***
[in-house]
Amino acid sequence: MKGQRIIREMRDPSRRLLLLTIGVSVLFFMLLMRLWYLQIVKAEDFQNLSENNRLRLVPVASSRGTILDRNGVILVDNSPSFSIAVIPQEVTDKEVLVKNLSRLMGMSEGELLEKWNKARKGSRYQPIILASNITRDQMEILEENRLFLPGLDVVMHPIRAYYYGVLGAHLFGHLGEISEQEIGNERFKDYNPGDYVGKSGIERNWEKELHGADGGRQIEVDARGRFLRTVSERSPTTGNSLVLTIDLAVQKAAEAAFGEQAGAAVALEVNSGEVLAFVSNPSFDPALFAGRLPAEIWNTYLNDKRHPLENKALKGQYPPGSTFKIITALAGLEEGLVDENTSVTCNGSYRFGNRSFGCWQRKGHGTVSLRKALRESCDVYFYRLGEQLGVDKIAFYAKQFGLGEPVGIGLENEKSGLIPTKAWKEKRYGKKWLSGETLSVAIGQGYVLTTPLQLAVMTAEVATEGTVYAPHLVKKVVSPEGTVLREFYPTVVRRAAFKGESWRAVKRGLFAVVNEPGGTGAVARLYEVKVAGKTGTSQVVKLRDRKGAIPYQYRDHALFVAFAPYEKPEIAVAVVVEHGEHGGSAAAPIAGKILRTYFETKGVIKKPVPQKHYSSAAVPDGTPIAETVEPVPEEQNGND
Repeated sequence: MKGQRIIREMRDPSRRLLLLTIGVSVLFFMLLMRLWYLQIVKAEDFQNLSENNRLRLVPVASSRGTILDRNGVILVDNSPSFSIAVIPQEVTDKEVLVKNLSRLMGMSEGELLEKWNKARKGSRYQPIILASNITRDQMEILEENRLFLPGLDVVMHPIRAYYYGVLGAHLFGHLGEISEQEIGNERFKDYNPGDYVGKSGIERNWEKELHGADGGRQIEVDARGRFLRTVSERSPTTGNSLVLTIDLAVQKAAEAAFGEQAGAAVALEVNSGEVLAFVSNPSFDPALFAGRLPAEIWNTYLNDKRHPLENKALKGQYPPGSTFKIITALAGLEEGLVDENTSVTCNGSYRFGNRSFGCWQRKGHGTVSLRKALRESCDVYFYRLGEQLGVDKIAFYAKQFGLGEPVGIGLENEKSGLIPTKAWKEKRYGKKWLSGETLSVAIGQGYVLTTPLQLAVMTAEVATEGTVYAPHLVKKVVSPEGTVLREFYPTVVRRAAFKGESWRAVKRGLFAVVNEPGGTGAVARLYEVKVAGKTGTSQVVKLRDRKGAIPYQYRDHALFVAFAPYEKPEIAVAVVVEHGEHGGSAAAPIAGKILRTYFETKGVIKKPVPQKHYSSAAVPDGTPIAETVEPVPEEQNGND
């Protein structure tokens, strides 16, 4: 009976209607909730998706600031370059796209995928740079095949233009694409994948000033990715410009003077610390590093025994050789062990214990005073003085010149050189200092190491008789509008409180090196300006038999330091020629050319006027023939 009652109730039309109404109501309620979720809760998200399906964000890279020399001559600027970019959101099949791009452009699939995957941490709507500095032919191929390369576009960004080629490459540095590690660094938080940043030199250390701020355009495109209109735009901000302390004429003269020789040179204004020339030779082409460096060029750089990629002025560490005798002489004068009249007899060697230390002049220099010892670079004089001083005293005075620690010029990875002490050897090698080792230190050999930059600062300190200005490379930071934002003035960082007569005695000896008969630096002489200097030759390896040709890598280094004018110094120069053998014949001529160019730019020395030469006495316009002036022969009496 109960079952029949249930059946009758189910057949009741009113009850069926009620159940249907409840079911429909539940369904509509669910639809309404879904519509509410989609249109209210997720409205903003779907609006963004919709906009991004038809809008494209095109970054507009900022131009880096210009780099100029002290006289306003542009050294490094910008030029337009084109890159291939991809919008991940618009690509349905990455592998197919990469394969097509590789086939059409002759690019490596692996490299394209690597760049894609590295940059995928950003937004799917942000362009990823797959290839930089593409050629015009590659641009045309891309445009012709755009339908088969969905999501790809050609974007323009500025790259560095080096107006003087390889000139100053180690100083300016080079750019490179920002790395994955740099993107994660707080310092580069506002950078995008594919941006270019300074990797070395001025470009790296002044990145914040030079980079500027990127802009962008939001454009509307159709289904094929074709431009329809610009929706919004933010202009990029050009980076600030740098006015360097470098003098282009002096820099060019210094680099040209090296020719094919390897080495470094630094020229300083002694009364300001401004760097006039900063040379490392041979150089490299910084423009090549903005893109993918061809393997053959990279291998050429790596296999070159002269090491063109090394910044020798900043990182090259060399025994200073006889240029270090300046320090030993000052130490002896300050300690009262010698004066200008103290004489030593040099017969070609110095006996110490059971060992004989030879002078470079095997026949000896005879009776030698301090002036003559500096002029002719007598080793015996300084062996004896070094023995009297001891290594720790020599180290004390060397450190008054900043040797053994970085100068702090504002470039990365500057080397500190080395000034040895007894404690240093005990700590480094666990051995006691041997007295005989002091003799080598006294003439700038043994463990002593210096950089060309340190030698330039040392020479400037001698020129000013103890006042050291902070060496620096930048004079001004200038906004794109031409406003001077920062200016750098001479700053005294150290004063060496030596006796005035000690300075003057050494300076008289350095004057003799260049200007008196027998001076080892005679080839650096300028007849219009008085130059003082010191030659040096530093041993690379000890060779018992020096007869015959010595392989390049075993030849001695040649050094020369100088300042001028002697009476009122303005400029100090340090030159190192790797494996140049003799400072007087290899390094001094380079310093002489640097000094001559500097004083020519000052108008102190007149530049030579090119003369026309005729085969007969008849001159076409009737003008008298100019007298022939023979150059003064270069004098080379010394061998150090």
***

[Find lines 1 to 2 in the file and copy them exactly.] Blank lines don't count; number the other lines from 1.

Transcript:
[in-house]
Amino acid sequence: MKGQRIIREMRDPSRRLLLLTIGVSVLFFMLLMRLWYLQIVKAEDFQNLSENNRLRLVPVASSRGTILDRNGVILVDNSPSFSIAVIPQEVTDKEVLVKNLSRLMGMSEGELLEKWNKARKGSRYQPIILASNITRDQMEILEENRLFLPGLDVVMHPIRAYYYGVLGAHLFGHLGEISEQEIGNERFKDYNPGDYVGKSGIERNWEKELHGADGGRQIEVDARGRFLRTVSERSPTTGNSLVLTIDLAVQKAAEAAFGEQAGAAVALEVNSGEVLAFVSNPSFDPALFAGRLPAEIWNTYLNDKRHPLENKALKGQYPPGSTFKIITALAGLEEGLVDENTSVTCNGSYRFGNRSFGCWQRKGHGTVSLRKALRESCDVYFYRLGEQLGVDKIAFYAKQFGLGEPVGIGLENEKSGLIPTKAWKEKRYGKKWLSGETLSVAIGQGYVLTTPLQLAVMTAEVATEGTVYAPHLVKKVVSPEGTVLREFYPTVVRRAAFKGESWRAVKRGLFAVVNEPGGTGAVARLYEVKVAGKTGTSQVVKLRDRKGAIPYQYRDHALFVAFAPYEKPEIAVAVVVEHGEHGGSAAAPIAGKILRTYFETKGVIKKPVPQKHYSSAAVPDGTPIAETVEPVPEEQNGND